Take the time now in spring to clean and spruce up your yard and garden and it will pay off down the road. Now that the snow has melted and buds are popping, you’ll also notice the ground is soggy and brown. To help it become a glorious green plush grass later in the season, you’ll need to invest a little time now to ensure a beautiful lawn, garden and curb appeal later in the season. Here’s some tips to help:
Homes with high curb appeal command higher prices and take less time to sell. Before you go to the expense of replacing siding, wash the winter dirt, mildew and grime off your home’s exterior. I seems simple enough and this task will go a long way in increasing your home’s curb appeal. Remove storm windows if you use them during winter, give screens a good scrub down. Inspect your gutters and remove any debris. Give your deck a good wash down and clean any outdoor furniture, pots and hanging hardware. Now it’s time to put on the garden gloves and take a walk around your yard and garden. Last year’s perennials such as phlox, sedum, black-eyed Susan and purple coneflower are probably looking a bit rough. Using clean, sharp garden shears, cut them to the ground to allow for new growth. Spring is the best time to tidy up shrubs and vines that will blossom from this year’s growth. Some plants will benefit from an spring pruning; Campsis Radicans, Clematis such as Sweet Autumn Clematis, Clematis Terniflora, the Jackmainii types and the Viticella varieties are just some. Reserve a lighter spring pruning for shrubs such as Buddleia Davidii, Smoke Bush Continus, Spirea Douglasii, Hydrangea and Rose of Sharon Hibiscus. Remove any winter mulch that you’ve protected your beds with by carefully raking them off to allow the soil to warm up more quickly. Toss the leaves or mulch into the compost heap where they’ll turn into rich compost that you can use in the fall.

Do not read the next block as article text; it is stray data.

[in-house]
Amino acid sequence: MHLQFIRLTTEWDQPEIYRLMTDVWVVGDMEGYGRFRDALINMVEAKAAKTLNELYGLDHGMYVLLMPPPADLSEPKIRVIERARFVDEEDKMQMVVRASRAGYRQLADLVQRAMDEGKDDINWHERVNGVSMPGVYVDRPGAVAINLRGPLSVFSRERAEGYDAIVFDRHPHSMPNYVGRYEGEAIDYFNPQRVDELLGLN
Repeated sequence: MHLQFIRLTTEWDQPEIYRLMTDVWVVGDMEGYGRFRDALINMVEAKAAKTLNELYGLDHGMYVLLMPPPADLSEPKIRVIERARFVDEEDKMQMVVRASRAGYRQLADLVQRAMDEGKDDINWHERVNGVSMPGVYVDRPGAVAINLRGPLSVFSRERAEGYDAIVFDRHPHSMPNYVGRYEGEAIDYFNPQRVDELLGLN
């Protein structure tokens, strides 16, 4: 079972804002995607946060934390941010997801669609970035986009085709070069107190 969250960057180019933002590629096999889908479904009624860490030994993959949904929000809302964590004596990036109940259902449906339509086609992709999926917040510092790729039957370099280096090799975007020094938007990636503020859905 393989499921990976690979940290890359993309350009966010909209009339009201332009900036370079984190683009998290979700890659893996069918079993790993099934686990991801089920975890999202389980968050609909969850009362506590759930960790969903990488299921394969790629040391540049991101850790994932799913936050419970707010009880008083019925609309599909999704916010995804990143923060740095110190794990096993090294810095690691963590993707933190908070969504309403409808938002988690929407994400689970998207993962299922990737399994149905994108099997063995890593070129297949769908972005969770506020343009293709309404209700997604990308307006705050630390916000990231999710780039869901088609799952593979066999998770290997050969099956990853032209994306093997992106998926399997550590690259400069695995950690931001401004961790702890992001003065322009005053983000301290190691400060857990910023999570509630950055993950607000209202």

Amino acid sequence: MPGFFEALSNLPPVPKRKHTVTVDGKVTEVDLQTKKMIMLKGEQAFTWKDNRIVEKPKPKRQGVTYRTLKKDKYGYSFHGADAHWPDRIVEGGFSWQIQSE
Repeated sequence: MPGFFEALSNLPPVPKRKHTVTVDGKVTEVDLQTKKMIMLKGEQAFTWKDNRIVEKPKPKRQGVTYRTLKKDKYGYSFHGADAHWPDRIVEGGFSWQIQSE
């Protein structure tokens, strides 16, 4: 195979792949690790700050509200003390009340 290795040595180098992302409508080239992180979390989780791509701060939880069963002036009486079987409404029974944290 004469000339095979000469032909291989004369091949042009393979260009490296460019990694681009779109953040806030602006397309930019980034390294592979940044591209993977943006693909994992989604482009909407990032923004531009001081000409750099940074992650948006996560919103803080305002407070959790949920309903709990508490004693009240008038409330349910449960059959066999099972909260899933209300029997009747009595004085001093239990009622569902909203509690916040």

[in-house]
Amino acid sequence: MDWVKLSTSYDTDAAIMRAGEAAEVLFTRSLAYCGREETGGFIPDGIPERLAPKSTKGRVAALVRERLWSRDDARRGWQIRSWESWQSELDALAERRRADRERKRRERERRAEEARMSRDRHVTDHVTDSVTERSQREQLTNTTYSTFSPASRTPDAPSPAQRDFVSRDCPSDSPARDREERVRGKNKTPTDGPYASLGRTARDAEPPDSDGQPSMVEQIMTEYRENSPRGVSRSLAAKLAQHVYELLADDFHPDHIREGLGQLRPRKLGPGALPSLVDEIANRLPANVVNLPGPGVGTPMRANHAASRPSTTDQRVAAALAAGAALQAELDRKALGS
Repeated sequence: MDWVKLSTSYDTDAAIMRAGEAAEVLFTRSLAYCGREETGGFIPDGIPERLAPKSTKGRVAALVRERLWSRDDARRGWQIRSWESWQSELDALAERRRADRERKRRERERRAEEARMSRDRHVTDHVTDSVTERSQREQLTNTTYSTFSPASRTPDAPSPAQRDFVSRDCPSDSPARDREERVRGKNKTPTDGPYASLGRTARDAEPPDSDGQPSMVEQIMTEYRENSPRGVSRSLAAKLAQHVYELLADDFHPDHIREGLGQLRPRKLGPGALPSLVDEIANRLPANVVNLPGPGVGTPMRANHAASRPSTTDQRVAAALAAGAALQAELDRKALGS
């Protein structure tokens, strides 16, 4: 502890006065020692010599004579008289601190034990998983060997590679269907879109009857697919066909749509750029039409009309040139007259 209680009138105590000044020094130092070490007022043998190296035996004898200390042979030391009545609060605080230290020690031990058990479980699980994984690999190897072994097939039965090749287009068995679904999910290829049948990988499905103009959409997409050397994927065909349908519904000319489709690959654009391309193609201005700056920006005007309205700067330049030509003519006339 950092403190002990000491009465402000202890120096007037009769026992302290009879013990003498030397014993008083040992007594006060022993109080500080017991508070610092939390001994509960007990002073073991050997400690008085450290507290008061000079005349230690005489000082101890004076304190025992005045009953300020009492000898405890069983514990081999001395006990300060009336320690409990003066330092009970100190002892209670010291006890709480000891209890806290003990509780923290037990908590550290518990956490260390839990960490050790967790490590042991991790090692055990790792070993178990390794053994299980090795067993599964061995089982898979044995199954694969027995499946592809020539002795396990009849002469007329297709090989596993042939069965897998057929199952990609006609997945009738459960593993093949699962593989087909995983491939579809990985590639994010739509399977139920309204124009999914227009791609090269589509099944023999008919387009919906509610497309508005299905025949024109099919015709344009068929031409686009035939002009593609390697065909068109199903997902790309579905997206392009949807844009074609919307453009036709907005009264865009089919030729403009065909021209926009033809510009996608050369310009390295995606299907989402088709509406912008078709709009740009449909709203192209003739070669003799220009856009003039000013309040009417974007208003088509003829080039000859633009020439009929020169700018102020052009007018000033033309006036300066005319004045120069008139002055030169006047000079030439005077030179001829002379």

A spring tonic
Feeding your plants a spring tonic means more blossoms and healthier plants come summer. The best tonic for plants is compost. Its nutrients are released slowly, giving your plants a steady supply of food all season long. If you don’t make your own, many communities offer compost to residents for a small fee. Topdress your flower beds with a thin layer of compost, working it around, but never over the crowns of your perennials and shrubs, using a three-pronged cultivator or garden trowel. This is also a good time to fertilize roses and rhododendrons. Use a fertilizer specially formulated for these flowering shrubs, preferably a slow-release type that gradually adds nutrients to the root zone of the shrubs. Roses also benefit from a topdressing of well-composted manure which is readily available from nurseries each spring.
The finishing edge
Once you’ve freshened up your home, garden and yard with cleaning, pruning, clipping and topdressing it’s time for the finishing touch. A sharp, clean edge between your flower borders and the lawn looks tidy and fresh. Using a lawn edger, dig a shallow trough along the length of the garden. The trough will act as a physical barrier to keep water in and grass out.
Most important of all, enjoy the outdoors and fresh air.